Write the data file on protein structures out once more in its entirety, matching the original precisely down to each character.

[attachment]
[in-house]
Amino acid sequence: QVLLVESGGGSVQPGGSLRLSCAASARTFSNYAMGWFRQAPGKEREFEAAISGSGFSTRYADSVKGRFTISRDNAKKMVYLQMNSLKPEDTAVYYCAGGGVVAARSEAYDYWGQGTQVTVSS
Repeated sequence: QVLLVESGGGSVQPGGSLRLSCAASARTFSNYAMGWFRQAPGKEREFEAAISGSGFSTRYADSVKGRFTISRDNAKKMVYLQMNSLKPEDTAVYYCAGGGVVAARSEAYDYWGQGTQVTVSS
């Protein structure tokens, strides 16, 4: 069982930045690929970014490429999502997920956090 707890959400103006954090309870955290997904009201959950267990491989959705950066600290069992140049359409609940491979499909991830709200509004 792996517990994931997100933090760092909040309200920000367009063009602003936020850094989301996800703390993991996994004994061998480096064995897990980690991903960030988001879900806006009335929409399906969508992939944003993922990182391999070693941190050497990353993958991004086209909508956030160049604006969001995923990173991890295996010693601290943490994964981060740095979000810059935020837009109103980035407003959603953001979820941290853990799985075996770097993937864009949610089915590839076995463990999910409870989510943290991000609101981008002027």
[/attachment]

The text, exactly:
[in-house]
Amino acid sequence: QVLLVESGGGSVQPGGSLRLSCAASARTFSNYAMGWFRQAPGKEREFEAAISGSGFSTRYADSVKGRFTISRDNAKKMVYLQMNSLKPEDTAVYYCAGGGVVAARSEAYDYWGQGTQVTVSS
Repeated sequence: QVLLVESGGGSVQPGGSLRLSCAASARTFSNYAMGWFRQAPGKEREFEAAISGSGFSTRYADSVKGRFTISRDNAKKMVYLQMNSLKPEDTAVYYCAGGGVVAARSEAYDYWGQGTQVTVSS
């Protein structure tokens, strides 16, 4: 069982930045690929970014490429999502997920956090 707890959400103006954090309870955290997904009201959950267990491989959705950066600290069992140049359409609940491979499909991830709200509004 792996517990994931997100933090760092909040309200920000367009063009602003936020850094989301996800703390993991996994004994061998480096064995897990980690991903960030988001879900806006009335929409399906969508992939944003993922990182391999070693941190050497990353993958991004086209909508956030160049604006969001995923990173991890295996010693601290943490994964981060740095979000810059935020837009109103980035407003959603953001979820941290853990799985075996770097993937864009949610089915590839076995463990999910409870989510943290991000609101981008002027």